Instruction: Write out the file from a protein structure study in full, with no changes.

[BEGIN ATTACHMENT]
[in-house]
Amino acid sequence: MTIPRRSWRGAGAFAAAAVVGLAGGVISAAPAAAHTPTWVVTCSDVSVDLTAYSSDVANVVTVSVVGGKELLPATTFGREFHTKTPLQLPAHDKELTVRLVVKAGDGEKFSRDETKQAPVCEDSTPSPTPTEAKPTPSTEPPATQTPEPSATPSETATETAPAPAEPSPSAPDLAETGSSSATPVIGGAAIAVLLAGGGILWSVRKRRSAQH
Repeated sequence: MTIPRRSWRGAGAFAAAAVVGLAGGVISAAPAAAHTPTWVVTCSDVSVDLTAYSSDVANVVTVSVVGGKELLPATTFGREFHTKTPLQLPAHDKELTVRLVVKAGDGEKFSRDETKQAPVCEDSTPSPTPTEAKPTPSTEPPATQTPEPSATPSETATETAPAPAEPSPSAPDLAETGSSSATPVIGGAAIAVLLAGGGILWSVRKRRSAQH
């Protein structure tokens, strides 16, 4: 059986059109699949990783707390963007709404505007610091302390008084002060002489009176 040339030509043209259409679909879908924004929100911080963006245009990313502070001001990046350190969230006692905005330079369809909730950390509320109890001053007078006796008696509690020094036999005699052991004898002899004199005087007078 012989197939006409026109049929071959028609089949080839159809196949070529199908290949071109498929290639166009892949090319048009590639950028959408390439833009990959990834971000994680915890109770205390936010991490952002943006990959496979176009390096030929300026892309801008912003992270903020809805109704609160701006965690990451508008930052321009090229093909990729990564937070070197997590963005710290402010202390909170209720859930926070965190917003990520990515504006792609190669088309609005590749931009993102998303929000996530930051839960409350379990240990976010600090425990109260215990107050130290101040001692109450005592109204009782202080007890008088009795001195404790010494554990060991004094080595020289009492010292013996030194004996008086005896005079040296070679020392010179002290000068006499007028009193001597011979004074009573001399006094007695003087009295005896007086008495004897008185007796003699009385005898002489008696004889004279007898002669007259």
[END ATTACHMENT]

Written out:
[in-house]
Amino acid sequence: MTIPRRSWRGAGAFAAAAVVGLAGGVISAAPAAAHTPTWVVTCSDVSVDLTAYSSDVANVVTVSVVGGKELLPATTFGREFHTKTPLQLPAHDKELTVRLVVKAGDGEKFSRDETKQAPVCEDSTPSPTPTEAKPTPSTEPPATQTPEPSATPSETATETAPAPAEPSPSAPDLAETGSSSATPVIGGAAIAVLLAGGGILWSVRKRRSAQH
Repeated sequence: MTIPRRSWRGAGAFAAAAVVGLAGGVISAAPAAAHTPTWVVTCSDVSVDLTAYSSDVANVVTVSVVGGKELLPATTFGREFHTKTPLQLPAHDKELTVRLVVKAGDGEKFSRDETKQAPVCEDSTPSPTPTEAKPTPSTEPPATQTPEPSATPSETATETAPAPAEPSPSAPDLAETGSSSATPVIGGAAIAVLLAGGGILWSVRKRRSAQH
């Protein structure tokens, strides 16, 4: 059986059109699949990783707390963007709404505007610091302390008084002060002489009176 040339030509043209259409679909879908924004929100911080963006245009990313502070001001990046350190969230006692905005330079369809909730950390509320109890001053007078006796008696509690020094036999005699052991004898002899004199005087007078 012989197939006409026109049929071959028609089949080839159809196949070529199908290949071109498929290639166009892949090319048009590639950028959408390439833009990959990834971000994680915890109770205390936010991490952002943006990959496979176009390096030929300026892309801008912003992270903020809805109704609160701006965690990451508008930052321009090229093909990729990564937070070197997590963005710290402010202390909170209720859930926070965190917003990520990515504006792609190669088309609005590749931009993102998303929000996530930051839960409350379990240990976010600090425990109260215990107050130290101040001692109450005592109204009782202080007890008088009795001195404790010494554990060991004094080595020289009492010292013996030194004996008086005896005079040296070679020392010179002290000068006499007028009193001597011979004074009573001399006094007695003087009295005896007086008495004897008185007796003699009385005898002489008696004889004279007898002669007259």